In general, it’s best to follow these steps to create an electrically safe work condition:

  • Identify all potential sources of electric power supply.
  • Open the disconnect device for the respective sources.
  • Apply lockout/tagout devices in accordance with a documented and established policy.
  • Verify the absence of voltage of the respective conductors to ensure they’re de-energized.
  • Ground the circuit if appropriate.

Of course, personal protective equipment must be worn to carry these steps out.

Have you analyzed the site correctly?

Although de-energized/electrically safe should always be the priority, if you must perform energized work, you must also complete an arc flash risk assessment. This defines the arc flash and the level of protective clothing required. This requires an incident energy calculation, which involves the following:

  • Gathering all necessary data from both the system and installation
  • Establishing the modes of operation
  • Calculating the bolted and arcing fault currents
  • Determining the protective device characteristic and arcing current duration
  • Defining the working distances and calculating the incident energy
  • Determining the arc flash boundary

Have you thought about training?

Arc flashes are indeed dangerous and potentially fatal, and yet there are methods to reduce the likelihood and risk associated with an arc flash. Therefore, you would be wise to seek out a training course that meets OSHA standards to learn about arc flash, OSHA and NFPA 70E Requirements. NFPA 70E requires retraining at intervals not to exceed three years. A comprehensive arc flash/NFPA 70E training course will help you and your employees meet new requirements.

“Many people think arc-rated PPE is all that is necessary to protect themselves from the arc flash hazard,” Phillips said. “Although properly selected PPE can offer protection to the worker, it is often cited as the last line of defense because, if you are relying on PPE to protect you, everything else has gone wrong. The best method for protection is to eliminate the risk by eliminating the hazard.”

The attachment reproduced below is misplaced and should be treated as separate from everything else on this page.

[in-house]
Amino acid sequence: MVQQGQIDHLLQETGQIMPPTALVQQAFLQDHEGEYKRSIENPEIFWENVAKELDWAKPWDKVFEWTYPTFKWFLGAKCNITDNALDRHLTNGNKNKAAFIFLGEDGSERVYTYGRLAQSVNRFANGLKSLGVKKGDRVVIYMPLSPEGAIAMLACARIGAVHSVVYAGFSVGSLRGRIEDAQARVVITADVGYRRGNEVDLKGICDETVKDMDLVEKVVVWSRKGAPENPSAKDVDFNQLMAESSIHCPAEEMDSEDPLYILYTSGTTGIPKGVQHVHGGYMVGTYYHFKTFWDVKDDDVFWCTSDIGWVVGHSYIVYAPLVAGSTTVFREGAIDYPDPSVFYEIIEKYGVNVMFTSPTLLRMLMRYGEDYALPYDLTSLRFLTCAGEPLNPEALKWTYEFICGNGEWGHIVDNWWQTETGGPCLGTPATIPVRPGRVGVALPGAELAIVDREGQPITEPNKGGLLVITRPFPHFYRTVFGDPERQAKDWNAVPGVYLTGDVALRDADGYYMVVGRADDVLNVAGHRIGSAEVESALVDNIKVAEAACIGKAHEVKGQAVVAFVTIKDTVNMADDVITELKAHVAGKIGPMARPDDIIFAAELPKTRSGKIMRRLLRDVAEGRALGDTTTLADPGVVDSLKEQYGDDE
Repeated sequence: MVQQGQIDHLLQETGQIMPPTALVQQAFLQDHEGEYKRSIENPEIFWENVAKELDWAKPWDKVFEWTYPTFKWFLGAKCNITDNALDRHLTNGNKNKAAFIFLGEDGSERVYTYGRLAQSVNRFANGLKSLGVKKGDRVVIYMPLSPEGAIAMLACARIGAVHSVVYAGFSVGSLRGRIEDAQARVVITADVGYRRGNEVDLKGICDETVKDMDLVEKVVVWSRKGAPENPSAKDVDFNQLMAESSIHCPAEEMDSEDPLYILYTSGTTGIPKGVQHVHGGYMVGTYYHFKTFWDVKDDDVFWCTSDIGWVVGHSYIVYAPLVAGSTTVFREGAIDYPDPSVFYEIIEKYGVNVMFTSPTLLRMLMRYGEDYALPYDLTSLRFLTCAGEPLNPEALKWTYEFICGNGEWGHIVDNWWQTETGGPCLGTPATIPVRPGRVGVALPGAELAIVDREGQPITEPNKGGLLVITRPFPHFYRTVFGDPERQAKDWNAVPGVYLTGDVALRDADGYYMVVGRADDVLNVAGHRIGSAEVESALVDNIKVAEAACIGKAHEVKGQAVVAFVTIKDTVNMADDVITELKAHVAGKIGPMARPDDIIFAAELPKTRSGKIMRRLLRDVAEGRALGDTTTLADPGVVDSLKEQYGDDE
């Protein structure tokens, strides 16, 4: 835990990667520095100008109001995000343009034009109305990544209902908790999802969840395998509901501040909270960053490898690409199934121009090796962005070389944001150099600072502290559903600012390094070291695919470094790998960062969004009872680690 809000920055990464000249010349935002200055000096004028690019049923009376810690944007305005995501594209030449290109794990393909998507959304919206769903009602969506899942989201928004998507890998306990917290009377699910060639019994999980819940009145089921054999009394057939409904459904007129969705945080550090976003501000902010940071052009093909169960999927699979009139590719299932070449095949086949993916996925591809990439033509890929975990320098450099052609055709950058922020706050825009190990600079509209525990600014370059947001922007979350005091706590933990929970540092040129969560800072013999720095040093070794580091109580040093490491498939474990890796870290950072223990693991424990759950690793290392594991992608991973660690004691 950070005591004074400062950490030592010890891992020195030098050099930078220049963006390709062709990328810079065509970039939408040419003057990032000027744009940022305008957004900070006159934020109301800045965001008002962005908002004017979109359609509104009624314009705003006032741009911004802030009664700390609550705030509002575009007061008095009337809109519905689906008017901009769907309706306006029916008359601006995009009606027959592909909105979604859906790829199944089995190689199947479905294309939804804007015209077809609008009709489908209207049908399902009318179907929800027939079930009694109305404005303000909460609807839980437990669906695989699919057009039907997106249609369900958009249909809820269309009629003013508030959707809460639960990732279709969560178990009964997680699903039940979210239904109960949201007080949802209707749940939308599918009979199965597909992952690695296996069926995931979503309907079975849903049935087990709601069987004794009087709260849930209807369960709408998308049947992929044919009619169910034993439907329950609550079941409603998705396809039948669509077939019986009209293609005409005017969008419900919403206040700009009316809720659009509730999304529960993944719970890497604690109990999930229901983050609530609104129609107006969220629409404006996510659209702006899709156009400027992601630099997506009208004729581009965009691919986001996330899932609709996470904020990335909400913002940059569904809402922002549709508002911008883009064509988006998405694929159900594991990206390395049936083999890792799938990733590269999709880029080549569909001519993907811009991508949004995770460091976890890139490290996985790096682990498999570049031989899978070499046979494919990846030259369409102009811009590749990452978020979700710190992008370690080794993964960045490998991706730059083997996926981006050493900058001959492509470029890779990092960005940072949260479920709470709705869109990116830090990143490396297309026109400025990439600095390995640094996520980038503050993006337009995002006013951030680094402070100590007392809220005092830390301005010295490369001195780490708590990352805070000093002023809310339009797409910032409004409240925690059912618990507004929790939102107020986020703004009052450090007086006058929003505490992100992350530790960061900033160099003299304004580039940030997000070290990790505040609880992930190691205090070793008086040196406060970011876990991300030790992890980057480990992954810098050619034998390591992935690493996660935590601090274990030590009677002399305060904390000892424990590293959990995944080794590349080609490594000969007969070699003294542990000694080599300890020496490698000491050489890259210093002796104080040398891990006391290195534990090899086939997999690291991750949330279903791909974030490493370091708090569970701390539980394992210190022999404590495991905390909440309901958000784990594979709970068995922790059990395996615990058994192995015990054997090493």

Electrical Safety Standards continue to improve with each new revision. The 2018 edition of NFPA 70E, The Standard for Electrical Safety in the Workplace, includes detailed information related to risk assessment and the elimination of the hazard as the primary means of protection. By following the information found in NFPA 70E and the prescriptive measures for establishing an electrically safe work condition, workers performing electrical work will be protected. Through the evolution of safe work practices, awareness of the hazards and a greater emphasis toward working only on systems placed in an electrically safe work condition, incidents, injuries and fatalities have been significantly reduced and ultimately can be eliminated.

Raising awareness and familiarizing yourself is imperative to protect yourself and your colleagues and are important first steps.

About the Author

Kayla Matthews

Kayla Matthews is a technology writer whose work has appeared on VentureBeat, Metering & Smart Energy International, VICE and The Huffington Post. To read more posts by Kayla, you can visit her blog, Productivity Bytes.

Stay Informed Join our Newsletter

Having trouble finding time to sit down with the latest issue of
ELECTRICAL CONTRACTOR? Don't worry, we'll come to you.